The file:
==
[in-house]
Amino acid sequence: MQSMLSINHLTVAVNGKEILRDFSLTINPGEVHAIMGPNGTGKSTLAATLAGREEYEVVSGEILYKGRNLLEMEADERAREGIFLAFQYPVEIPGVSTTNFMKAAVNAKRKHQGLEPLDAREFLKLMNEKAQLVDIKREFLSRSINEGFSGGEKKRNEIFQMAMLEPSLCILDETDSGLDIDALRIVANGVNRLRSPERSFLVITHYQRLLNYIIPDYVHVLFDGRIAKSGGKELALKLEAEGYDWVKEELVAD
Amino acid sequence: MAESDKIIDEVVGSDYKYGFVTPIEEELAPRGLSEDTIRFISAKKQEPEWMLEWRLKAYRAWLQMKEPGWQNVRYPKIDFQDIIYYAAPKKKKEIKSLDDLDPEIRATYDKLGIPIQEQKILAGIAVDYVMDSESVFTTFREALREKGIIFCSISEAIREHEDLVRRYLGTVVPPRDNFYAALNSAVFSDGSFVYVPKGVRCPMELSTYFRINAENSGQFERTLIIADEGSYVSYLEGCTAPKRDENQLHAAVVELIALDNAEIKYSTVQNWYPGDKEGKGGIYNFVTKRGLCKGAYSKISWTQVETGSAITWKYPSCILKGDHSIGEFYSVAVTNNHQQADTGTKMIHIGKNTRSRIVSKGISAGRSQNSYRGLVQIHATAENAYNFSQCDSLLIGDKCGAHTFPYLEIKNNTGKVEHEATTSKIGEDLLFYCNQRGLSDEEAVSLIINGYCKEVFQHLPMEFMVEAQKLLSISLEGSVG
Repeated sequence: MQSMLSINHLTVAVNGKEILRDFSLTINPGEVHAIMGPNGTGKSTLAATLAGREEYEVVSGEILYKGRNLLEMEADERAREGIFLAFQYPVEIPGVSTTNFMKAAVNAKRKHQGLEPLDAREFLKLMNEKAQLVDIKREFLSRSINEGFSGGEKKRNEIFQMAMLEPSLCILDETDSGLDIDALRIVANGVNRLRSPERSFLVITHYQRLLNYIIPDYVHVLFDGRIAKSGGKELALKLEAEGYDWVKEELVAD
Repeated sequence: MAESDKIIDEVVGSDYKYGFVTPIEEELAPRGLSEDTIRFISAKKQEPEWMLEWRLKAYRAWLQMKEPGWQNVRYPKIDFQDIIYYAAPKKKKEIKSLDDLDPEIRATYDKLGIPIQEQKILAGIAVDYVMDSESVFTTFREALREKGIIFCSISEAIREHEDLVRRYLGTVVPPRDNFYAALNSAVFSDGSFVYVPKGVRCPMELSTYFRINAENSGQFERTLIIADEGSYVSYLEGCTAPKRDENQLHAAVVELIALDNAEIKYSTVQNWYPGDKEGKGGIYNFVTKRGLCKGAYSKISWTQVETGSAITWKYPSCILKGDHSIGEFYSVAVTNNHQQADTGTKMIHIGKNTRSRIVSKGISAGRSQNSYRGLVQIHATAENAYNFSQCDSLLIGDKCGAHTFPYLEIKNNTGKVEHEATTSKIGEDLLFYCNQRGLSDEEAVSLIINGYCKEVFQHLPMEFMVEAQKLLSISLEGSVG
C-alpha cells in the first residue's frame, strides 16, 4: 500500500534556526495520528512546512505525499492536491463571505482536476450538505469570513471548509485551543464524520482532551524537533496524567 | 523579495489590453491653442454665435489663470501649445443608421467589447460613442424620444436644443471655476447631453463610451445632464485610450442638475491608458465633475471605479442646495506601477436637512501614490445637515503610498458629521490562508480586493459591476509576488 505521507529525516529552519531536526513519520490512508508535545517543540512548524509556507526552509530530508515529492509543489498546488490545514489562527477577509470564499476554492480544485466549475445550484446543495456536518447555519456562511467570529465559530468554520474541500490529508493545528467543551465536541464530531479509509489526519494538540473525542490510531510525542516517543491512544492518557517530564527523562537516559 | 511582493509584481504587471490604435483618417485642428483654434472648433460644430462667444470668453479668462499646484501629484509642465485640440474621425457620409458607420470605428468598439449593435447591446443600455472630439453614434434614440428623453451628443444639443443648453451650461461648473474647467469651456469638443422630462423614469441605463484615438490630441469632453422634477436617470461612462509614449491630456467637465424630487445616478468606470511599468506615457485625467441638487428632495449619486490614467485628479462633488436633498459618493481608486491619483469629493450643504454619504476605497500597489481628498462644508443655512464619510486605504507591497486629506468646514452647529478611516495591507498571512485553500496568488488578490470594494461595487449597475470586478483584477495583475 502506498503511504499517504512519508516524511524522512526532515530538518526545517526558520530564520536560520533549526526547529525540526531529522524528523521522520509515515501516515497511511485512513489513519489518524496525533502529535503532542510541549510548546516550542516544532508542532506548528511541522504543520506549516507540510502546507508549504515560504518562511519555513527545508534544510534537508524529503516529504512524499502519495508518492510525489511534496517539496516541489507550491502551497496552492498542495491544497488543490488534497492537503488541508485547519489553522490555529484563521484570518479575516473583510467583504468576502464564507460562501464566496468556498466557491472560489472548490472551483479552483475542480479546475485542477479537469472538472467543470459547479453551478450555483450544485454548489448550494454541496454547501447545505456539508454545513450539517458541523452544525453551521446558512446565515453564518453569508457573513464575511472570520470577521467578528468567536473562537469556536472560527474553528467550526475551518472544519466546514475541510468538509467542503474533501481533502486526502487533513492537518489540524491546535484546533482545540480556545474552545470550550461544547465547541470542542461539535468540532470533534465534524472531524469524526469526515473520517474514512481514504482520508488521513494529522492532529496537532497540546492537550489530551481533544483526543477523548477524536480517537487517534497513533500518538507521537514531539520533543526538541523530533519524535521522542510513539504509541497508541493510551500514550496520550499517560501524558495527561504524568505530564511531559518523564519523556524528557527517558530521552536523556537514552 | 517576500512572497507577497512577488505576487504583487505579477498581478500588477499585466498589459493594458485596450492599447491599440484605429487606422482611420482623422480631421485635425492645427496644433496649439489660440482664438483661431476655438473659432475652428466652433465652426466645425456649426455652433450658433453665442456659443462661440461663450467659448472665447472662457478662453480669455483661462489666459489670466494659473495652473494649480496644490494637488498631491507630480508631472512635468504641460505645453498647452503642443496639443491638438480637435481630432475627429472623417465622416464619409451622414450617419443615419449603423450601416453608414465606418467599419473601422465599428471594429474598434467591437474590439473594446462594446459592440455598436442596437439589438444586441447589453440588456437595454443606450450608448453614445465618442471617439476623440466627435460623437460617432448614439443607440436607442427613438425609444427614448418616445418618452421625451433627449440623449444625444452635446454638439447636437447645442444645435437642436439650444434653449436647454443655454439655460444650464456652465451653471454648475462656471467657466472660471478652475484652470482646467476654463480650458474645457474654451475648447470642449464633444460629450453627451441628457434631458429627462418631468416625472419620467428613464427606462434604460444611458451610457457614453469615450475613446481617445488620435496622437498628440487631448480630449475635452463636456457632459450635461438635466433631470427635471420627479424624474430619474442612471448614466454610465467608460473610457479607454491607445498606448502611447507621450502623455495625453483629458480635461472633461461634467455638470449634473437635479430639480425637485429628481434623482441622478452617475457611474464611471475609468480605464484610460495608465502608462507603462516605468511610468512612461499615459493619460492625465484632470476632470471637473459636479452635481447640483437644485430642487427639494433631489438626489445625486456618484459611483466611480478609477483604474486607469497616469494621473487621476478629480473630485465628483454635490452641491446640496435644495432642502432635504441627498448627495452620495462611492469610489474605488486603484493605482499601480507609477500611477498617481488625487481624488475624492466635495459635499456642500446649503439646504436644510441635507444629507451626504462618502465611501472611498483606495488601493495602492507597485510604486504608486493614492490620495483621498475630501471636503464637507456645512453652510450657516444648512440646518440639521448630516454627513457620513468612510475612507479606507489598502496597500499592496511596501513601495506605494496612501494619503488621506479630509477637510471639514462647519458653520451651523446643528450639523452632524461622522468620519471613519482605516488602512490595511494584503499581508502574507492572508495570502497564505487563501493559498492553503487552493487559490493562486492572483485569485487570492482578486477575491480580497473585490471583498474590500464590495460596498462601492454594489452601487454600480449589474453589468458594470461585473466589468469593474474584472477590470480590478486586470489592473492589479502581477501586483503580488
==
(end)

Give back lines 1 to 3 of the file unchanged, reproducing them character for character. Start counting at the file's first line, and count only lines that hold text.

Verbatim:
[in-house]
Amino acid sequence: MQSMLSINHLTVAVNGKEILRDFSLTINPGEVHAIMGPNGTGKSTLAATLAGREEYEVVSGEILYKGRNLLEMEADERAREGIFLAFQYPVEIPGVSTTNFMKAAVNAKRKHQGLEPLDAREFLKLMNEKAQLVDIKREFLSRSINEGFSGGEKKRNEIFQMAMLEPSLCILDETDSGLDIDALRIVANGVNRLRSPERSFLVITHYQRLLNYIIPDYVHVLFDGRIAKSGGKELALKLEAEGYDWVKEELVAD
Amino acid sequence: MAESDKIIDEVVGSDYKYGFVTPIEEELAPRGLSEDTIRFISAKKQEPEWMLEWRLKAYRAWLQMKEPGWQNVRYPKIDFQDIIYYAAPKKKKEIKSLDDLDPEIRATYDKLGIPIQEQKILAGIAVDYVMDSESVFTTFREALREKGIIFCSISEAIREHEDLVRRYLGTVVPPRDNFYAALNSAVFSDGSFVYVPKGVRCPMELSTYFRINAENSGQFERTLIIADEGSYVSYLEGCTAPKRDENQLHAAVVELIALDNAEIKYSTVQNWYPGDKEGKGGIYNFVTKRGLCKGAYSKISWTQVETGSAITWKYPSCILKGDHSIGEFYSVAVTNNHQQADTGTKMIHIGKNTRSRIVSKGISAGRSQNSYRGLVQIHATAENAYNFSQCDSLLIGDKCGAHTFPYLEIKNNTGKVEHEATTSKIGEDLLFYCNQRGLSDEEAVSLIINGYCKEVFQHLPMEFMVEAQKLLSISLEGSVG